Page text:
Another day, another Covid-19 update in the House of Commons for the health secretary. It is a ritual Matt Hancock knew rather well. Since the start of the Covid-19 pandemic, which may or may not have occurred just before the Black Death of 1348, Hancock is believed to have spent an accumulated 227 years giving Covid-19 updates at the despatch box of the House of Commons, to the extent where he felt he had no choice but to hide a CCTV camera in his own office and leak its horrific footage to The Sun newspaper, just to get out of doing another one.
Airport bookshop philosopher Malcolm Gladwell has claimed in the past that anyone can master anything with 10,000 hours of practice, so it will be a relief to him just as much as anyone else, that Matt Hancock is no longer publicly disproving his theory. Hancock, if anything, got worse not better as the hours of miserable repetition turned into days, months, weeks, years and whole geological eras.
It’s Sajid Javid’s turn now. Sajid Javid is back, which is great news for Sajid Javid, but appalling news for political sketch writers. If Sajid Javid had been on the battlefield at Gettysburg in 1863, and even if he’d had the wisdom to employ Abraham Lincoln as his speech writer, he would still somehow have managed to confer upon the occasion the feel of a round-the-desk leaving drinks speech for a hitherto unnoticed accountant.
This was, ostensibly, day two of the great return to freedom. Life is getting back to normal, and you know that life is getting back to normal when you’re prizing your eyelids open with match sticks, valiantly trying to stay awake in case Sajid Javid actually says something that might matter.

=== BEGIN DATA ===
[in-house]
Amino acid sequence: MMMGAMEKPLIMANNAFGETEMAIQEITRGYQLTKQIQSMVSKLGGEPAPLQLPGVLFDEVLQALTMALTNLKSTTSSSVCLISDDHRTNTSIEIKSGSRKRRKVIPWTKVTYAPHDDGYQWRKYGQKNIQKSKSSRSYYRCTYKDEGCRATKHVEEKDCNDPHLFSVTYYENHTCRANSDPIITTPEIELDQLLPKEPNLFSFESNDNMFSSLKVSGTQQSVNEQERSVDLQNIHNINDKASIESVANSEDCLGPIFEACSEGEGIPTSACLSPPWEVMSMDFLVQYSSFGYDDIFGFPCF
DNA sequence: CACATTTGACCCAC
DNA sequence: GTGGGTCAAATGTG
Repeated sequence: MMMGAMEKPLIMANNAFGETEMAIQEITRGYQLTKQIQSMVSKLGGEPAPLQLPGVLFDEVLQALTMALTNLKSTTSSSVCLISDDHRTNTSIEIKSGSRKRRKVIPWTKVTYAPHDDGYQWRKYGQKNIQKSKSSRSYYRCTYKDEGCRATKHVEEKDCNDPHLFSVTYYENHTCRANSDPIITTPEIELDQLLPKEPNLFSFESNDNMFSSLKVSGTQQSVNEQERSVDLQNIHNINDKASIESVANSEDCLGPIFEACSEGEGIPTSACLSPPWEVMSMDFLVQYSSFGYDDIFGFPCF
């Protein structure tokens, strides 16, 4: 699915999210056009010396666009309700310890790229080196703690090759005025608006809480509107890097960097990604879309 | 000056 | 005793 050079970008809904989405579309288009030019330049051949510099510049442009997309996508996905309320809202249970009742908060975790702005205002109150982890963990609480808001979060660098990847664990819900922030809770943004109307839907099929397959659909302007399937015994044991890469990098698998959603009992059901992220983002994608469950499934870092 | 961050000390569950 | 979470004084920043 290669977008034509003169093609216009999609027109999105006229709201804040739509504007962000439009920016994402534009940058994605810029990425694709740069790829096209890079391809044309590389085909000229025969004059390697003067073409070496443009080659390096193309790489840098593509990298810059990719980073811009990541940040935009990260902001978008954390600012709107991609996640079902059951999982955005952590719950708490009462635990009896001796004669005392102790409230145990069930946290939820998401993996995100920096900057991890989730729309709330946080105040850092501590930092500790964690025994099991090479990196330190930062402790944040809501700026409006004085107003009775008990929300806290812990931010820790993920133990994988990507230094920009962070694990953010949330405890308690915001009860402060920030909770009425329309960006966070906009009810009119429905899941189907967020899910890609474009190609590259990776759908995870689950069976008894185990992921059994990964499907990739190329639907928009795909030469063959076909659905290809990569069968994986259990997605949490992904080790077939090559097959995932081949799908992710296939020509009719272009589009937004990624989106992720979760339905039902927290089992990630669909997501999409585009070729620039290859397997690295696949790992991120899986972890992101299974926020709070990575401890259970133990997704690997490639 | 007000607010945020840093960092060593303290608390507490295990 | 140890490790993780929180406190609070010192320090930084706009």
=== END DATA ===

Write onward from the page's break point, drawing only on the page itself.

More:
Which he did, in the end. He announced that, wait for it, double-vaccinated people will no longer have to self isolate if they come into close contact with a positive case, and nor will under-18s. In the latter’s case this policy will start in August, in time for the start of the next school year, but not in time for the end of this one, which most parents will tell you already ended, in any meaningful sense, quite a few weeks ago.
Things are going back to normal, the Saj was here to say. Well, not exactly normal. The “normal” that things are going to go back to is likely to involve 100,000 new Covid-19 cases per day. Which is kind of fine, isn’t it, now the vaccine has broken the link between Covid-19 cases and hospitalisation and death? It’s even more fine if you’re prepared to just kind of ignore Chris Whitty’s comments on live TV yesterday, when he sort of said how no one really knows how well the vaccines work in protecting against long Covid, which no one really knows how many people in the country are currently suffering from, but it could be up to a million.
The other thing you kind of just have to not worry about as well is the certain fact that millions of new cases means millions more chances for a new variant to emerge. Just try and forget how that Kent variant thing came about when the country was already in the middle of the strictest level of lockdown anyway, and just sort of hope there won’t be another one coming along. Because there’s no going back now. The one way journey to freedom is reaching its very last stop, and everything’s definitely going to be absolutely fine.
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